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Celtic Christianity
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For all the saints who from their labours rest - the first wave of interest in Celtic Christianity c. 664-800; and win, win them, the victor's crown of gold - the appeal and appropriation of Celtic Christianity between 1070 and 1220; and when the strife is fierce, the warfare long - nationalism and denominationalism, 1250-1850; O blest communion, fellowship divine - Celtic Christian revival in the later 19th century; the golden evening brightens in the west - Romanticism and the rise of critical scholarship, 1900-1960; but lo, there breaks a yet more glorious day - the contemporary revival.

About the Author

Ian Bradley is Senior Lecturer in Practical Theology in the School of Divinity, University of St. Andrews.

Reviews

In the late 20th century there has been a renewal of interest in Celtic Christianity. Yet, as Bradley (The Celtic Way) points out, much of this revival is based on a grand and glorious portrait of a Celtic Christianity that likely never existed. In this book, Bradley traces the many myths and legends of Celtic Christianity created by writers who idealized certain figures and ideas from earlier times. Bradley contends that much of the earliest attention to the Christianity of the British Isles, most notably Ireland and Scotland, began in the early medieval period (664-800), during which writers depicted a handful of religious leadersÄPatrick, ColumbaÄas saints. Bradley argues that despite these writers making such men out to be saintly superstars, there are no contemporary writings about their life or work. Such an idealized representation of Celtic Christianity and its leading figures, however, carried through many later periods of history, even up until the present Celtic revival. Each chapter traces one of these historical periods; Bradley demonstrates each period's penchant for making myths about a supposed golden age of the Christian Church. In the end, the author concludes that we know very little about the earliest years of Celtic Christianity or about the many missionaries, monks and other religious figures who established the Church in the British Isles. Bradley's book is a fascinating study, combining Church history, theology and the psychology of human nature. (June) Copyright 1999 Cahners Business Information.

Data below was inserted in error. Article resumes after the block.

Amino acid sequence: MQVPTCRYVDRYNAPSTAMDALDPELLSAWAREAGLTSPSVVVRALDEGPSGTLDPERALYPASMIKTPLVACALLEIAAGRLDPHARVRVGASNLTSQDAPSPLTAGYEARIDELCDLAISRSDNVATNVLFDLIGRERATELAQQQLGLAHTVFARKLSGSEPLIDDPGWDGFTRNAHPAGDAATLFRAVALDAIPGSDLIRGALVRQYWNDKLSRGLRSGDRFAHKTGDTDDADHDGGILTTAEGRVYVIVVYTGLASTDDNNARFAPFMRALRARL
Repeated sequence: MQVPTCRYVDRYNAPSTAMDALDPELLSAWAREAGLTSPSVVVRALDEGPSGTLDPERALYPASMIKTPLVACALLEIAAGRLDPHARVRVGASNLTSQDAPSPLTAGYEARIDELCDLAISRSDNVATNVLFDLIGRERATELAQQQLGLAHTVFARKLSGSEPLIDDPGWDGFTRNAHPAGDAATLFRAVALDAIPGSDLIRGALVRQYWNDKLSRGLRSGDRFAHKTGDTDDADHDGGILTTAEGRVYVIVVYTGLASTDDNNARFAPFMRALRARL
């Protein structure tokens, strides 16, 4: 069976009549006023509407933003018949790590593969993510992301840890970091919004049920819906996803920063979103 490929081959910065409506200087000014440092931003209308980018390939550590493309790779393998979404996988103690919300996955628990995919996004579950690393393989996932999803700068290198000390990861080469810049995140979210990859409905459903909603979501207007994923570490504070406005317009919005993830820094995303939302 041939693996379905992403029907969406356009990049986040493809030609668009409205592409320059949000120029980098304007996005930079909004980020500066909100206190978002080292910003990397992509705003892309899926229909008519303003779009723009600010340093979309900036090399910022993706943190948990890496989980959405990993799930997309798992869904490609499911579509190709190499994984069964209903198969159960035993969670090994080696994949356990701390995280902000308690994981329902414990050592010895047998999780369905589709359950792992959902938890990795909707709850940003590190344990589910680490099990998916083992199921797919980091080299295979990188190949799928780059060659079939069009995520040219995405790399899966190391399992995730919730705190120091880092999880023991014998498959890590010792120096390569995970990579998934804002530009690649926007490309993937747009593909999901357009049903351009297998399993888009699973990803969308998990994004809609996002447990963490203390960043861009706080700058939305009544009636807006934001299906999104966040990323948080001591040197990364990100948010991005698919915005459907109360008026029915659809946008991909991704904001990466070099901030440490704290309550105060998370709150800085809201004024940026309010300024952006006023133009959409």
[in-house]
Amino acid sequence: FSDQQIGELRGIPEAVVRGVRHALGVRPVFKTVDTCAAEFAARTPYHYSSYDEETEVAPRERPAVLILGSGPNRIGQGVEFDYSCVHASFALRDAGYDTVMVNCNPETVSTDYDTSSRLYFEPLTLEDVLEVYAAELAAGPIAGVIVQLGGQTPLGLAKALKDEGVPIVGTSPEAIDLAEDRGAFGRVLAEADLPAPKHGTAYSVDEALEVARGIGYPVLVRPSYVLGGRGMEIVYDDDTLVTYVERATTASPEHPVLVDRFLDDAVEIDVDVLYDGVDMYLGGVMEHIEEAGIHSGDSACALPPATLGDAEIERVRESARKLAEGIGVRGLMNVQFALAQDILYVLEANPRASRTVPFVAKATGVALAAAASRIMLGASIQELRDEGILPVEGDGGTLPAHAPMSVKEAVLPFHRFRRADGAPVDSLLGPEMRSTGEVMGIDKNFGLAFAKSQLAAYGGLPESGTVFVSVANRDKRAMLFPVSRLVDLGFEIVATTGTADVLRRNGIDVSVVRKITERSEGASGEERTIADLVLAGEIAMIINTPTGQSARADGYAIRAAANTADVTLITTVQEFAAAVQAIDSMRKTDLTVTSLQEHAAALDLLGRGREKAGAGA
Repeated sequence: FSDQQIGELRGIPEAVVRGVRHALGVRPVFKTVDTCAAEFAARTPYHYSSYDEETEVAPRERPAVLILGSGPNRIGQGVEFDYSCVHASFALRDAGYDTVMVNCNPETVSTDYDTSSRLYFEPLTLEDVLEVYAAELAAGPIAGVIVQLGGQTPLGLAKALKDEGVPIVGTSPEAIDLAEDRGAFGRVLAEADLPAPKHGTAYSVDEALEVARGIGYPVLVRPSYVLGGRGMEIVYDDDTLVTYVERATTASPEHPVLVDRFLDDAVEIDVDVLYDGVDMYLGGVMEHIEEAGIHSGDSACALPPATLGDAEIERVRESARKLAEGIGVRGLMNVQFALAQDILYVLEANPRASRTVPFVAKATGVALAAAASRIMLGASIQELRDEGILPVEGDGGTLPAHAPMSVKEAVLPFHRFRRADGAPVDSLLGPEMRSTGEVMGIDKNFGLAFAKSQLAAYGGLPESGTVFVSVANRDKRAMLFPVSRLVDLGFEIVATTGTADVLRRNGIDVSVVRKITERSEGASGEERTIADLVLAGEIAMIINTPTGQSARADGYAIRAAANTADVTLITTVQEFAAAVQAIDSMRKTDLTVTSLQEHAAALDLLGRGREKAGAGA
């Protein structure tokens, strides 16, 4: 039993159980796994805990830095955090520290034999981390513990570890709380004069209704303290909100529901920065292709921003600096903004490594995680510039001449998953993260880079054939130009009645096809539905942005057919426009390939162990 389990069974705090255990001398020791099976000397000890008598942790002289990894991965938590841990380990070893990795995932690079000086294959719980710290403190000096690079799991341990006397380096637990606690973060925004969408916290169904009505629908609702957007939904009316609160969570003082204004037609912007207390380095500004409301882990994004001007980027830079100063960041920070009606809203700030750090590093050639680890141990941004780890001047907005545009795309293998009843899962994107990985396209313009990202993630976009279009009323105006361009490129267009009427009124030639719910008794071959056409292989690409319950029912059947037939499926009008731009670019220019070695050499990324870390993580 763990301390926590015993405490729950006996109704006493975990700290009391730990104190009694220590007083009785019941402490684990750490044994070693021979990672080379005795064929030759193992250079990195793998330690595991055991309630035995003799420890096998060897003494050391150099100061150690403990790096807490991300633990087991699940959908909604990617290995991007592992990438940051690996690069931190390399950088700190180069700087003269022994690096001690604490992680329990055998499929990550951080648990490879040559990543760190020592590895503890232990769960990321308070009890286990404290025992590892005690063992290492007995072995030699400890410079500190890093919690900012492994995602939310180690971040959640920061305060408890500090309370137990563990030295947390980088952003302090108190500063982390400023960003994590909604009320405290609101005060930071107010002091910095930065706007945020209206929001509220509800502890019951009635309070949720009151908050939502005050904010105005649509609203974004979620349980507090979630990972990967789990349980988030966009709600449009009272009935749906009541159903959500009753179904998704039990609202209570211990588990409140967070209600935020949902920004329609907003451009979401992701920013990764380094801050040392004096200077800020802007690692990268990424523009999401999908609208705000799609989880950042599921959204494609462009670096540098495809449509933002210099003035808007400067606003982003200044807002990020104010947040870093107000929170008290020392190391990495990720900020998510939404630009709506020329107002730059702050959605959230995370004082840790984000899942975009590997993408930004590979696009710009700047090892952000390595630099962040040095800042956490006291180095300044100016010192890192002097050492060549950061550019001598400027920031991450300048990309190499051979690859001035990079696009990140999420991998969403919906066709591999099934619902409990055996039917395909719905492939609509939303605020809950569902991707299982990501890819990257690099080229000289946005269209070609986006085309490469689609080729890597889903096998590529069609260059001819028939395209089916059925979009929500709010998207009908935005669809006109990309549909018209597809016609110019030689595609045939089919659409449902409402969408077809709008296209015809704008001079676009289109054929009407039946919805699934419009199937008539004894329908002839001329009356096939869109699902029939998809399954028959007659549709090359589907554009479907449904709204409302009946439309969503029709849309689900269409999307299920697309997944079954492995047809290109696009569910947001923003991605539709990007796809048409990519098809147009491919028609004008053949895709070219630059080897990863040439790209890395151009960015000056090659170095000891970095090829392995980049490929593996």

A thought-provoking work. A thought-provoking work.

Bradley, a Church of Scotland minister, examines the roots of the Celtic Christian communities of the United Kingdom, their saints, and the mystique these churches thrive on and encourage. He debunks the exaggerations and fictions of monks and clerics who strive to make Patrick, Columba, Finan, Brigit, and others sources of endless miracles great and small. He describes the intense competition among monasteries and churches over relicsÄone with the head of Columba, another with Finan's hand, all promoting them as cure-alls. At various times, Celtic Christianity has been embraced in the U.K. to replace Roman influence, bolster regional power, and promote nationalism, notably in the 19th century. In his kindest passages, Bradley sees its current popularity as a more wholesome and appropriate quest than those of the past. Well researched, well written, though perhaps not totally objective, Bradley's book should be read, if not enjoyed, by scholars, especially in Ireland.ÄRobert C. Moore, Raytheon Electronic Sys., Sudbury, MA Copyright 1999 Cahners Business Information.

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